Since 2003, I've located plenty of magickal places in and around Warsaw where the feeling of the onset of Autumn can be felt, loud and clear... (click label Autumn below).

Time to listen to Ralph Vaughn Williams' Fantasia on a Theme of Thomas Tallis, which captures the essence of autumn coming unto England.

The River Thames between Henley and Marlow is also replete with autumnal atmosphere when the sun shines onto riverside trees, their leaves turning red. Another place I'd love to travel out to at this time of year. "Soon, it will be autumn in Buckinghamshire..." There's Vaughn Williams working his spell!

1 comment:

Anonymous said...

Autumn is the crucible for our palpable and meaningful philosophical life rituals denoting our inner consciousness, our awareness and understanding of transcience and the knowledge of the unstoppable 'moving on' into the next phase of our mental, physical and spiritual skins, awash with that most human of emotions - sadness, loss and longing mixed with understanding of the purpose of this process. I have a simple ritual in Autumn; on a Friday night, after a commute home by train. I alight from the train and stand and watch it depart from the platform and then linger watching as it snakes itself up the track, lights visible at the rear, until it passes out of sight under a bridge and round the bend. The silence and gliding energy of its motion and the faint red dabs of its lights are singularly emotive and seem to draw from me wholesome reverie. I stand staring at the empty track, the shadow-arc of the bridge and feel elevated in the knowledge of the trace element of myself upon this journey and its moving on.The symbolic value of this simple ritual for me is very life-enhancing. Minute examination of the changing nature of my garden too, where webs hang lucid and sparkling, but possibly more fragmented that two weeks ago and where rose bushes and shrubs intermingle with that which is about to 'go over', always strikes me as a keen reminder of the spectrum of change and dying and the knowledge that next year, it will be just the same. Autumn has a palpability about it as if one could carve the feeling out of the air. We all have special places to exult in Autumn's visitaton - london parks, suburban streets awash with leaves and silence, the approach to the countryside as we move in our cars or on our cycles from the fevered core to the powerful outer rings, where city falls helpless into town which tumbles into outskirts and into the rural spectrometer of fecund ochres and burnished hues and brooding thickets! Move in transition and feel the distinct differences as you move from one ring to the other; be startled by the timbre of the air and its awareness of you as you change too!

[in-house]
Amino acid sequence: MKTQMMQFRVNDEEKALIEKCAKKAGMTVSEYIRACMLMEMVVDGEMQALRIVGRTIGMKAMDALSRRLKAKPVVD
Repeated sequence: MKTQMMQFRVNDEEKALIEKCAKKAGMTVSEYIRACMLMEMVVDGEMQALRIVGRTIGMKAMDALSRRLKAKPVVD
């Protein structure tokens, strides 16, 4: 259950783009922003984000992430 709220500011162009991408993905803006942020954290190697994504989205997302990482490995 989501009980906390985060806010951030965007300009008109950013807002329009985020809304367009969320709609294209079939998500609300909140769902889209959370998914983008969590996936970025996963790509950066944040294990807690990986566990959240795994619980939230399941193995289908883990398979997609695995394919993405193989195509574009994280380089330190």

We are unable to stop our constant [e]-motion and as we travel with this particular 'constant' and thereby get older, so we understand the unique and powerful symbolism just that little bit better. Your entry as every is highly stimulating. I shall expound more upon my own feelings when my own blog is unveiled.

Fr'Atom {Archivist}